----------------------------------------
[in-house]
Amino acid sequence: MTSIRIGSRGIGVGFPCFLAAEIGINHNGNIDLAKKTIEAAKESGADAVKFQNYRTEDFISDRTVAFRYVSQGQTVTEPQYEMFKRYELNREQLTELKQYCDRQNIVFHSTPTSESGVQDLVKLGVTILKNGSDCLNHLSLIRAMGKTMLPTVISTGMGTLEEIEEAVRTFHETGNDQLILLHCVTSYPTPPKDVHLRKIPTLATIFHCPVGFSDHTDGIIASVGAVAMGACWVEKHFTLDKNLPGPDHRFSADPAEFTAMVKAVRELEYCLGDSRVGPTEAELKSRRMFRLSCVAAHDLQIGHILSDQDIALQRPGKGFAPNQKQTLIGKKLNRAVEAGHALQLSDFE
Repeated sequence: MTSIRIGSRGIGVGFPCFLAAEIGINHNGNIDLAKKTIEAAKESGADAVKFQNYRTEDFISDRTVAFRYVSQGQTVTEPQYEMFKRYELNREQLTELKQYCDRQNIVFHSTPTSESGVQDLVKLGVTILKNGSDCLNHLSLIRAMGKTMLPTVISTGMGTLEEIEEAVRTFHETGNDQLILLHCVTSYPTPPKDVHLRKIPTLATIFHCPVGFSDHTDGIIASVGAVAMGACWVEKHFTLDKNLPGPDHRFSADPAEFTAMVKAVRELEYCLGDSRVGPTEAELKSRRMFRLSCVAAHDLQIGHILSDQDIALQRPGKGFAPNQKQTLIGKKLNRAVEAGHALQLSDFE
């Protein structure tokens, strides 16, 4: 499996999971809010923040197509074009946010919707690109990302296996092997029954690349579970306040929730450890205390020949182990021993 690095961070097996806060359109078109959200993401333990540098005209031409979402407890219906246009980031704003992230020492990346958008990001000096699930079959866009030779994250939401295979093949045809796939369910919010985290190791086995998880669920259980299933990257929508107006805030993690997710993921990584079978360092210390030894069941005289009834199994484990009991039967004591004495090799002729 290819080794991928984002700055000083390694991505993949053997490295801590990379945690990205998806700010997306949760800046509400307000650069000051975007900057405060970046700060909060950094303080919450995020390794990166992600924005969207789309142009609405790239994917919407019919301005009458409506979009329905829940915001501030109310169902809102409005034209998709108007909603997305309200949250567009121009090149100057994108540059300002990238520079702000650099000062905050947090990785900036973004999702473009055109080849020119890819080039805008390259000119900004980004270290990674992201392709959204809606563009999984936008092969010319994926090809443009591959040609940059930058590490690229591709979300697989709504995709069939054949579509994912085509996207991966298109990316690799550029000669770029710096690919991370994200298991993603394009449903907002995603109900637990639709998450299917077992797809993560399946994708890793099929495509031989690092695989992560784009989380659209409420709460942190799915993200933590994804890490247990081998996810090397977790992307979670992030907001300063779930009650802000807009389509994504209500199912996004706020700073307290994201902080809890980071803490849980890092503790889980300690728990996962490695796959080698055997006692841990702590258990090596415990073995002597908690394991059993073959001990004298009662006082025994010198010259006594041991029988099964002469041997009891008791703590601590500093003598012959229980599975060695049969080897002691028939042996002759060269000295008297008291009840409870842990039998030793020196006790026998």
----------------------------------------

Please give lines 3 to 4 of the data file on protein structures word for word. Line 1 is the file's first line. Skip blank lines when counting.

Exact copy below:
Repeated sequence: MTSIRIGSRGIGVGFPCFLAAEIGINHNGNIDLAKKTIEAAKESGADAVKFQNYRTEDFISDRTVAFRYVSQGQTVTEPQYEMFKRYELNREQLTELKQYCDRQNIVFHSTPTSESGVQDLVKLGVTILKNGSDCLNHLSLIRAMGKTMLPTVISTGMGTLEEIEEAVRTFHETGNDQLILLHCVTSYPTPPKDVHLRKIPTLATIFHCPVGFSDHTDGIIASVGAVAMGACWVEKHFTLDKNLPGPDHRFSADPAEFTAMVKAVRELEYCLGDSRVGPTEAELKSRRMFRLSCVAAHDLQIGHILSDQDIALQRPGKGFAPNQKQTLIGKKLNRAVEAGHALQLSDFE
């Protein structure tokens, strides 16, 4: 499996999971809010923040197509074009946010919707690109990302296996092997029954690349579970306040929730450890205390020949182990021993 690095961070097996806060359109078109959200993401333990540098005209031409979402407890219906246009980031704003992230020492990346958008990001000096699930079959866009030779994250939401295979093949045809796939369910919010985290190791086995998880669920259980299933990257929508107006805030993690997710993921990584079978360092210390030894069941005289009834199994484990009991039967004591004495090799002729 290819080794991928984002700055000083390694991505993949053997490295801590990379945690990205998806700010997306949760800046509400307000650069000051975007900057405060970046700060909060950094303080919450995020390794990166992600924005969207789309142009609405790239994917919407019919301005009458409506979009329905829940915001501030109310169902809102409005034209998709108007909603997305309200949250567009121009090149100057994108540059300002990238520079702000650099000062905050947090990785900036973004999702473009055109080849020119890819080039805008390259000119900004980004270290990674992201392709959204809606563009999984936008092969010319994926090809443009591959040609940059930058590490690229591709979300697989709504995709069939054949579509994912085509996207991966298109990316690799550029000669770029710096690919991370994200298991993603394009449903907002995603109900637990639709998450299917077992797809993560399946994708890793099929495509031989690092695989992560784009989380659209409420709460942190799915993200933590994804890490247990081998996810090397977790992307979670992030907001300063779930009650802000807009389509994504209500199912996004706020700073307290994201902080809890980071803490849980890092503790889980300690728990996962490695796959080698055997006692841990702590258990090596415990073995002597908690394991059993073959001990004298009662006082025994010198010259006594041991029988099964002469041997009891008791703590601590500093003598012959229980599975060695049969080897002691028939042996002759060269000295008297008291009840409870842990039998030793020196006790026998």